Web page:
Sometimes if I so much as connect Spotify or some other music service to Twitter and a follower sees that I am listening to a piece of classical music, they will tweet something charming like “posh twat”, “Why do you listen to that boring rubbish?” or “who are you trying to impress?” I’m beyond being bothered by such tragically irremediable rudeness and intolerance, but I do hope sane, open people will give themselves time to listen to music. Classical music isn’t to be danced to, it doesn’t necessarily remind you of your first snog or your first bust up – those inestimable, moving and essential services are certainly part of popular music’s draw and connective power. Classical music, since that is what we must call it, is something else. It must be payed attention to. It is not wallpaper or “the soundtrack to one’s life” as much other music in my life (happily) is. It is Art. There, I said it and I can’t and won’t apologise for making that distinction. I’d go the gallows for it. And while you may think me an elitist, I have never in my 40 years of engaging with such music encountered the snobbery that is routine amongst listeners to popular sounds, who tell you with absolute cutting certainty that this artist is “crap” and this one is “god”. I can remember the embarrassed parties at which older teenagers would muscle up to my hopeful record deck and sneer “Haven’t you got any decent music?” Some people in the classical sphere will always prefer Couperin to Alkan or Debussy to Rossini, naturally, but it’s very very rare to find the equivalent curled lip condescension as one’s music collection or playlists are “inspected” by some self-appointed schoolboy DJ. I suppose “highlights” and endless versions of Pachabel’s Canon and The Lark Ascending might cause the odd eyebrow to raise, but not from me or anyone I’d give houseroom to. Let people love One Direction and let them love Laurie Anderson, or Mahler, Reich, Kate Rusby or Alfie Boe, but don’t they DARE make anyone feel small for their loves.
In a boiled-down, nitty-gritty gist of a nutshell, Nietzsche famously argued that resentment was the key difference between what he called aristocratic and slave morality. Aristocratic people treated those they considered their lessers with disregard, as befitting barbarians (the Greek word barbarophonos signifying both the gibberish sounds of foreign languages, as well as the sound of foreigners speaking Greek improperly). They didn’t really hate outsiders, so to speak, as hatred would require an investment of emotion all out of proportion to the seriousness they were taken with.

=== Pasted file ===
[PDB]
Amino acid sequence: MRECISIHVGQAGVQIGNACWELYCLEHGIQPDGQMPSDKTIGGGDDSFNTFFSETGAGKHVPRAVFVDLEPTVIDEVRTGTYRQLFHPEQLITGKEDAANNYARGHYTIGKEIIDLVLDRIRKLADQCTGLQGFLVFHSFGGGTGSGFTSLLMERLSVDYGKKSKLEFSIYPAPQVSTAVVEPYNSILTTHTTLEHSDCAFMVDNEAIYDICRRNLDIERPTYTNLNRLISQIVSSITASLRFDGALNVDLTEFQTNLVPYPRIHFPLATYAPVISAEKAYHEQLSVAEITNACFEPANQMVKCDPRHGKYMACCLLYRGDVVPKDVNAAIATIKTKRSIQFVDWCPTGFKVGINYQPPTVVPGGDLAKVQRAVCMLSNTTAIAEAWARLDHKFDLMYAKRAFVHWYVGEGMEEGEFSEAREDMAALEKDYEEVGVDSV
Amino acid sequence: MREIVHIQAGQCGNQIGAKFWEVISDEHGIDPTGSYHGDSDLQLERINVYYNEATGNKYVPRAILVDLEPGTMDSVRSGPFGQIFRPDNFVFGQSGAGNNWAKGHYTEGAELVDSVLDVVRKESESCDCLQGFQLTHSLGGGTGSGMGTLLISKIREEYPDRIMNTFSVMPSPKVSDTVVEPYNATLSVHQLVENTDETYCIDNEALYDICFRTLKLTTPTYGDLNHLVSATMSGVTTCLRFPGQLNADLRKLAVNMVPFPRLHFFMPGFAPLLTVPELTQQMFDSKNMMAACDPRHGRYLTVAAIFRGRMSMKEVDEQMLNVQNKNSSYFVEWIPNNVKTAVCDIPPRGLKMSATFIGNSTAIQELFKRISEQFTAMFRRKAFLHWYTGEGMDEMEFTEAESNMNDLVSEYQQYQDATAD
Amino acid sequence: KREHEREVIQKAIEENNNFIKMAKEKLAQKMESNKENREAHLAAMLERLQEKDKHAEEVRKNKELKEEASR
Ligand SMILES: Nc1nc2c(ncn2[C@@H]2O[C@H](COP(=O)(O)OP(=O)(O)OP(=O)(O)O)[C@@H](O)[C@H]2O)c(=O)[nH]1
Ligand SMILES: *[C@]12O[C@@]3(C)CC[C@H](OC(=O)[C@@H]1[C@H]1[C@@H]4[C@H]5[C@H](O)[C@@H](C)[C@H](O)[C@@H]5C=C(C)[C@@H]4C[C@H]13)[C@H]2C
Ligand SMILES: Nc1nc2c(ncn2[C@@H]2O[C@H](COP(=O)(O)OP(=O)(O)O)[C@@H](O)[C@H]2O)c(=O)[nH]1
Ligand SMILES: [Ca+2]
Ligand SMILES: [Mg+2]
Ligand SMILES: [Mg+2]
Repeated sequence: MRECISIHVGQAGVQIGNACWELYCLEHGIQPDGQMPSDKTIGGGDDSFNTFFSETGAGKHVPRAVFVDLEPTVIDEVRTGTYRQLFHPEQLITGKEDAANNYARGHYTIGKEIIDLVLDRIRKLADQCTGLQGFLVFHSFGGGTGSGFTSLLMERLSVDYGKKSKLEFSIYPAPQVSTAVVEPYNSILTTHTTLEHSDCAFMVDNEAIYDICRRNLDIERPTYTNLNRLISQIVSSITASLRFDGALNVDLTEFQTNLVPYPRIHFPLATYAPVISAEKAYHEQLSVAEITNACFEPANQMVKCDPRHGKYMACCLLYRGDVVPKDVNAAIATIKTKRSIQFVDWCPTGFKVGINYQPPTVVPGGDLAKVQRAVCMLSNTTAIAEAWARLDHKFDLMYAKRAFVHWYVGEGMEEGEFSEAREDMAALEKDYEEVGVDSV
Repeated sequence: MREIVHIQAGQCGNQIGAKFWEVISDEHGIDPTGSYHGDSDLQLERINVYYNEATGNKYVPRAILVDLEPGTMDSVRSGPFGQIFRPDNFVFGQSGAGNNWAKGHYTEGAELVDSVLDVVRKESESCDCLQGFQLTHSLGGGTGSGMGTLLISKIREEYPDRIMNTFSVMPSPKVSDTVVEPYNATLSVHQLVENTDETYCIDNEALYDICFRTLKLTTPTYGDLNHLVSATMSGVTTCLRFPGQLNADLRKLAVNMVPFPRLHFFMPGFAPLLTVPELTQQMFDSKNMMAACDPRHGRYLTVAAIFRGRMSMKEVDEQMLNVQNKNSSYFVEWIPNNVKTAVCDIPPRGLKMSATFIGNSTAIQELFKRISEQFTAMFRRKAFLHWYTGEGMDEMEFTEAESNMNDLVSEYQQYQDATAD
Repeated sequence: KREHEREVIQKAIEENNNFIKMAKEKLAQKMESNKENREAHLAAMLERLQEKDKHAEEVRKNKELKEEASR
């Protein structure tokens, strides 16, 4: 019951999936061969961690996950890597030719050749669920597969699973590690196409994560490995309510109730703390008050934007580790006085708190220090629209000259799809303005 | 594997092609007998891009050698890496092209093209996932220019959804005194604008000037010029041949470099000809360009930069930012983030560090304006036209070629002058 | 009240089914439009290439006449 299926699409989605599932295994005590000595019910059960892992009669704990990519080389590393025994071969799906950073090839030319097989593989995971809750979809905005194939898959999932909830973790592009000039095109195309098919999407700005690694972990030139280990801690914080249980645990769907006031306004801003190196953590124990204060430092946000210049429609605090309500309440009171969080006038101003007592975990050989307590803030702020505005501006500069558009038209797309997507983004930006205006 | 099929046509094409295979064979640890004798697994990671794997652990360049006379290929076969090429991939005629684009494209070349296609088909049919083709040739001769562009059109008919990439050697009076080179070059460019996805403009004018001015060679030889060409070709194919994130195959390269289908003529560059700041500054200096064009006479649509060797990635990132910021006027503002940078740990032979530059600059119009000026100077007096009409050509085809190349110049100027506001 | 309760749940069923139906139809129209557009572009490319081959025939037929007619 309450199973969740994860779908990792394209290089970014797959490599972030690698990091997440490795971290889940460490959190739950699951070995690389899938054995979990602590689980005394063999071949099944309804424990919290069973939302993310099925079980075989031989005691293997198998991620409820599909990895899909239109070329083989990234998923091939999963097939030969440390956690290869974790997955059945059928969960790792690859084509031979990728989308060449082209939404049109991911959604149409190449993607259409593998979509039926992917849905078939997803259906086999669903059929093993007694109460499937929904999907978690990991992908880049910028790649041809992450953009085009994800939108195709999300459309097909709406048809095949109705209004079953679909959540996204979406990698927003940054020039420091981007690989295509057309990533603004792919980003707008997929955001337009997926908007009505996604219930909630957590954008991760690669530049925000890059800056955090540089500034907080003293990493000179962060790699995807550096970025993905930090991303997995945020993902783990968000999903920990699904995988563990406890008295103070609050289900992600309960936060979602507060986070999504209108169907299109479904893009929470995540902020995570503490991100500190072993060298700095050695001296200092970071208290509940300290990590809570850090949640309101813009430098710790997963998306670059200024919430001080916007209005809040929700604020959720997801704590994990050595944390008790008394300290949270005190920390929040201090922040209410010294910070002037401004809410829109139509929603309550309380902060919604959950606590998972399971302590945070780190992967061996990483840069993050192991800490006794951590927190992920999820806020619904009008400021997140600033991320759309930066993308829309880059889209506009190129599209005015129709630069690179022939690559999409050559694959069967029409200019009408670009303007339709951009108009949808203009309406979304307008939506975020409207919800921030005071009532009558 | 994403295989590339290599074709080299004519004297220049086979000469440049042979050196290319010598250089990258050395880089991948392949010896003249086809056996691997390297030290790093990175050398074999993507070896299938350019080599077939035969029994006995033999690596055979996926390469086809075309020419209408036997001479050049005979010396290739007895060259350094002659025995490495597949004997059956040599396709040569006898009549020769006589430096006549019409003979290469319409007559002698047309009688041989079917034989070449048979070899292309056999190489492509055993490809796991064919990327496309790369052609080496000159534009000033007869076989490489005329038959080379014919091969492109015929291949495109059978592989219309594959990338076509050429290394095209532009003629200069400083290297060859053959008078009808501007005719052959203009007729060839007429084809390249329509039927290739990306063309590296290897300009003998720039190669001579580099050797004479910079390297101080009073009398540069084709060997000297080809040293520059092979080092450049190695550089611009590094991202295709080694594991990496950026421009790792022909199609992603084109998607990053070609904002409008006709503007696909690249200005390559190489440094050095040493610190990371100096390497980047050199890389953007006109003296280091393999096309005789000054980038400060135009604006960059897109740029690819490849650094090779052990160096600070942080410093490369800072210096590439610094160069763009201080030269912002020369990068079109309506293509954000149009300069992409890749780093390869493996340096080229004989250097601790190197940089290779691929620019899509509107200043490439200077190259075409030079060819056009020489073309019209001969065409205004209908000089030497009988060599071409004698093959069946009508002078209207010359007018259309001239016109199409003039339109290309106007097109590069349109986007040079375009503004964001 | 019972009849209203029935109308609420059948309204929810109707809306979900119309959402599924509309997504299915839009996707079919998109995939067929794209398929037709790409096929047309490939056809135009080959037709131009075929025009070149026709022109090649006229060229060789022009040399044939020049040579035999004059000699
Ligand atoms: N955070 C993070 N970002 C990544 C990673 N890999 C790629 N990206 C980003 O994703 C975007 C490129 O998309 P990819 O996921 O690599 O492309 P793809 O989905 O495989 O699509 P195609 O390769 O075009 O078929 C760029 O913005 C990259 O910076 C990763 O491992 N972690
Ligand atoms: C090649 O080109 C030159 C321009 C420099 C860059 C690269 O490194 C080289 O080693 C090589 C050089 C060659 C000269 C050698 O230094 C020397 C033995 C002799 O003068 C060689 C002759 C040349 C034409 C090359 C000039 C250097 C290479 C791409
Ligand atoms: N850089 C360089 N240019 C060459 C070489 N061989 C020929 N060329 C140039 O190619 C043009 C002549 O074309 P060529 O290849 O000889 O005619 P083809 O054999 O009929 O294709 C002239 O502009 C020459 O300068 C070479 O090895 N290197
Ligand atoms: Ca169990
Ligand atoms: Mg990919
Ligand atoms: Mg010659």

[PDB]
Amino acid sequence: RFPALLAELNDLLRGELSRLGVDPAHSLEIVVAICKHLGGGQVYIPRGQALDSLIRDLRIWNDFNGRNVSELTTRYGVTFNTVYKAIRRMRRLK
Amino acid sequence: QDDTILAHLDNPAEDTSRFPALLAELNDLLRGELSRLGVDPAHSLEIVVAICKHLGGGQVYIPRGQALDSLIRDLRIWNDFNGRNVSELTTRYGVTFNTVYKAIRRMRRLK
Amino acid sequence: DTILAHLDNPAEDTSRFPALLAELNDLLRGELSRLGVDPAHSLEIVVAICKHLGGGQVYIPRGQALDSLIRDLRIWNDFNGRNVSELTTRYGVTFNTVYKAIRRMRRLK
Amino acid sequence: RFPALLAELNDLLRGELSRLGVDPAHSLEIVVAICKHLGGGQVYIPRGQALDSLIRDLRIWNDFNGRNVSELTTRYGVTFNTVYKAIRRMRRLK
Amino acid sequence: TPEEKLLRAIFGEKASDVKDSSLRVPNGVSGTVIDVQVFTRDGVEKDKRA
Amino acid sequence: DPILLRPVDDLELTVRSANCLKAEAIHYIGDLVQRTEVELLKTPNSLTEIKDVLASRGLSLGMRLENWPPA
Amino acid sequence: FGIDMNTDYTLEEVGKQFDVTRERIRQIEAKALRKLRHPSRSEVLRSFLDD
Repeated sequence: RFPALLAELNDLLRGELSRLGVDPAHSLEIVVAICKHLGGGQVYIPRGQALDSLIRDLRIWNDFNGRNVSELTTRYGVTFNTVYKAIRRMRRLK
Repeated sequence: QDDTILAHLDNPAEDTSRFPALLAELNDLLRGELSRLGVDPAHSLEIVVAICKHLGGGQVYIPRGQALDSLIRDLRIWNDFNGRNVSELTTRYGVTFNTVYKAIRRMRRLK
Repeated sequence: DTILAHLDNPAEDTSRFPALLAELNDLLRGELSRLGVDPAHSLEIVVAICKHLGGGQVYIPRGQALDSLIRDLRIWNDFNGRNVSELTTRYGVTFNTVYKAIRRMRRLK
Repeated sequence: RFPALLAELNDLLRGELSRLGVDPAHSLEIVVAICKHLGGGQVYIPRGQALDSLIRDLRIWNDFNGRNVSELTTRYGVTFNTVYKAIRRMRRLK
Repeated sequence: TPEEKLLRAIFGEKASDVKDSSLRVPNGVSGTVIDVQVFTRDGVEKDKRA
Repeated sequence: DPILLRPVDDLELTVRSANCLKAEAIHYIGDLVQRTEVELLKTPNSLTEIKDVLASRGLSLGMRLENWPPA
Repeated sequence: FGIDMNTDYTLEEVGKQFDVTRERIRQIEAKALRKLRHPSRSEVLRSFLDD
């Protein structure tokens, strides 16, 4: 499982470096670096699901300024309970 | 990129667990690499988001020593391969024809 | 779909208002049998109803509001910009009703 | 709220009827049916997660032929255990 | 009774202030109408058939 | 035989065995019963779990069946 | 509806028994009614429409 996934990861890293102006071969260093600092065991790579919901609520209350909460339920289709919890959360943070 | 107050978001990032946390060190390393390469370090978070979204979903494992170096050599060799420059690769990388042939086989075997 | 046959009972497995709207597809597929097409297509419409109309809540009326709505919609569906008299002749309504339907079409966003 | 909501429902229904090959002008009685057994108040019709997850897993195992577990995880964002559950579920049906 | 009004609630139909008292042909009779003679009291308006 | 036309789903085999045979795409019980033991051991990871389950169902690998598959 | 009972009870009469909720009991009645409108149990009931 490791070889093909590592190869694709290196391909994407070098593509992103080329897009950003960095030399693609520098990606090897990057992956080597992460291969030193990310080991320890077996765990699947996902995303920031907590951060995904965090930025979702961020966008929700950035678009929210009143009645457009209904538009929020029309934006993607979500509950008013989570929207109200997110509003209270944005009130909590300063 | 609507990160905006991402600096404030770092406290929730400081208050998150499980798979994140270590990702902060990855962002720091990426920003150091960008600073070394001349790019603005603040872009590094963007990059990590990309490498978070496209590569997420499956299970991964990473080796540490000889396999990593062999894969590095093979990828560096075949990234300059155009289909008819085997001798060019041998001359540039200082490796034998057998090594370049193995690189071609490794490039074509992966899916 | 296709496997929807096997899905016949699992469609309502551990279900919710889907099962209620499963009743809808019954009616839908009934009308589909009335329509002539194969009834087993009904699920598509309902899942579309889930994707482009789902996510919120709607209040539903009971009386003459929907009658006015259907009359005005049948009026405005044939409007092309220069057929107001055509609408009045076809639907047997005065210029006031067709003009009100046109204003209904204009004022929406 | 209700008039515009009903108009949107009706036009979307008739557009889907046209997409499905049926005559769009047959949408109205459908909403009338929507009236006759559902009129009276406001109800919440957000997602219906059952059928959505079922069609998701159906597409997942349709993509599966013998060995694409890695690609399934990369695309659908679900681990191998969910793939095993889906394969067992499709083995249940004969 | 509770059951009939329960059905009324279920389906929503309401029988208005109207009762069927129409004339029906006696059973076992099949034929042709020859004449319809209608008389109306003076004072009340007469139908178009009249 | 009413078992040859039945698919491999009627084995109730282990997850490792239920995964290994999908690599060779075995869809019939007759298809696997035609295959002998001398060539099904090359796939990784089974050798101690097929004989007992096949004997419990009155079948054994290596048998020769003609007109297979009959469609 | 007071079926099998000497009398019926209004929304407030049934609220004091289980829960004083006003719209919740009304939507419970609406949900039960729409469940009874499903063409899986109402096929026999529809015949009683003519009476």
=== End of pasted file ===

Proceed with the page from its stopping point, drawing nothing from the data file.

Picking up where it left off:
When internalized, though, that disregard from others curdles into resentment, leading one to seek revenge and vindication. To repurpose the concept here, a classical music aficionado enjoys the serene self-assurance that comes with a familiarity with high culture and its aristocratic history. Insecure pop fans can’t suffer the presence of such a person without feeling implicitly judged, pitied, or condescended to, and so, like all people with chips on their shoulders, they’re quick to pick a fight for the sake of pride. Stephen Fry is too busy enjoying the straightforward pleasure of music he loves to aggressively lord it over anyone, but people who feel ashamed of their different preferences or their cowardice over expressing them will unfortunately try to level him with shame as well.
Even among different facets of pop culture itself, though, the narcissism of small differences produces countless examples of people using taste as a cudgel. To borrow a recurrent theme of Freddie deBoer, most people, if they were honest, would admit that they don’t really have deeply rooted, intense feelings about Nickelback, Comic Sans font, coffee brands, Uggs, Crocs, socks with sandals, or whether they are iPhone or Android types. But they care very much about being recognized as the type of people who have strong, informed and correct opinions on these things, and about being accepted and praised by others like them. Lacking confidence in their ability to blaze their own path, they look to situate themselves as moral, intelligent, worthy people in relation to constellational patterns of taste as randomly drawn by those confident enough to do so. It’s a shrill, desperate apophenia imposed upon the sound and fury of insignificance.